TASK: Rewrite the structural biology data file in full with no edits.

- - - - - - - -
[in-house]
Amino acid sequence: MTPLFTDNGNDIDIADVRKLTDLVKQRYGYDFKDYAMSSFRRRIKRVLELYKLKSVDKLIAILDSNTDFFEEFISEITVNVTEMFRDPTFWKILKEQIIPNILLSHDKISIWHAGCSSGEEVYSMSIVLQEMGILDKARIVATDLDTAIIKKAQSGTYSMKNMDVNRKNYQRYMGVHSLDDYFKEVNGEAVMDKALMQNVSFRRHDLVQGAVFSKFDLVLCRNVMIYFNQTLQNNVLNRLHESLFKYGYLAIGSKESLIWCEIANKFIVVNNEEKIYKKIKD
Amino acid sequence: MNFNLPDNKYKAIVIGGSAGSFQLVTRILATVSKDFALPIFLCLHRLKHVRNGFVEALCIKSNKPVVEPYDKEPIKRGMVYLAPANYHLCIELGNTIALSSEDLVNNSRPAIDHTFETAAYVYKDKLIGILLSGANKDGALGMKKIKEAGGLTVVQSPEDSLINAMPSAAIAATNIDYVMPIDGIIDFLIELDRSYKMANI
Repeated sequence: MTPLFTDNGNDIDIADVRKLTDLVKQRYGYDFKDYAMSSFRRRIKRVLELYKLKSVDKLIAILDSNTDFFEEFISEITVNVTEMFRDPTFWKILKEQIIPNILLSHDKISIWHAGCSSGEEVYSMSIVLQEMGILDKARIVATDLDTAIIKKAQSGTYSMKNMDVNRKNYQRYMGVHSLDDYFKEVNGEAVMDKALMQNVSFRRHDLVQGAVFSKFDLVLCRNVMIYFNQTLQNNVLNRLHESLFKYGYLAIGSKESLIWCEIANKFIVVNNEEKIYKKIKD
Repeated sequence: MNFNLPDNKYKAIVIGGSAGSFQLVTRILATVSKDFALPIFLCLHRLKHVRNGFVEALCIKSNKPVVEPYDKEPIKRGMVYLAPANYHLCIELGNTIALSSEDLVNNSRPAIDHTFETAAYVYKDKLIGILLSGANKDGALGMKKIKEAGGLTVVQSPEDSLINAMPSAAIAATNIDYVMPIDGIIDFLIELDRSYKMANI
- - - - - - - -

[in-house]
Amino acid sequence: MTPLFTDNGNDIDIADVRKLTDLVKQRYGYDFKDYAMSSFRRRIKRVLELYKLKSVDKLIAILDSNTDFFEEFISEITVNVTEMFRDPTFWKILKEQIIPNILLSHDKISIWHAGCSSGEEVYSMSIVLQEMGILDKARIVATDLDTAIIKKAQSGTYSMKNMDVNRKNYQRYMGVHSLDDYFKEVNGEAVMDKALMQNVSFRRHDLVQGAVFSKFDLVLCRNVMIYFNQTLQNNVLNRLHESLFKYGYLAIGSKESLIWCEIANKFIVVNNEEKIYKKIKD
Amino acid sequence: MNFNLPDNKYKAIVIGGSAGSFQLVTRILATVSKDFALPIFLCLHRLKHVRNGFVEALCIKSNKPVVEPYDKEPIKRGMVYLAPANYHLCIELGNTIALSSEDLVNNSRPAIDHTFETAAYVYKDKLIGILLSGANKDGALGMKKIKEAGGLTVVQSPEDSLINAMPSAAIAATNIDYVMPIDGIIDFLIELDRSYKMANI
Repeated sequence: MTPLFTDNGNDIDIADVRKLTDLVKQRYGYDFKDYAMSSFRRRIKRVLELYKLKSVDKLIAILDSNTDFFEEFISEITVNVTEMFRDPTFWKILKEQIIPNILLSHDKISIWHAGCSSGEEVYSMSIVLQEMGILDKARIVATDLDTAIIKKAQSGTYSMKNMDVNRKNYQRYMGVHSLDDYFKEVNGEAVMDKALMQNVSFRRHDLVQGAVFSKFDLVLCRNVMIYFNQTLQNNVLNRLHESLFKYGYLAIGSKESLIWCEIANKFIVVNNEEKIYKKIKD
Repeated sequence: MNFNLPDNKYKAIVIGGSAGSFQLVTRILATVSKDFALPIFLCLHRLKHVRNGFVEALCIKSNKPVVEPYDKEPIKRGMVYLAPANYHLCIELGNTIALSSEDLVNNSRPAIDHTFETAAYVYKDKLIGILLSGANKDGALGMKKIKEAGGLTVVQSPEDSLINAMPSAAIAATNIDYVMPIDGIIDFLIELDRSYKMANI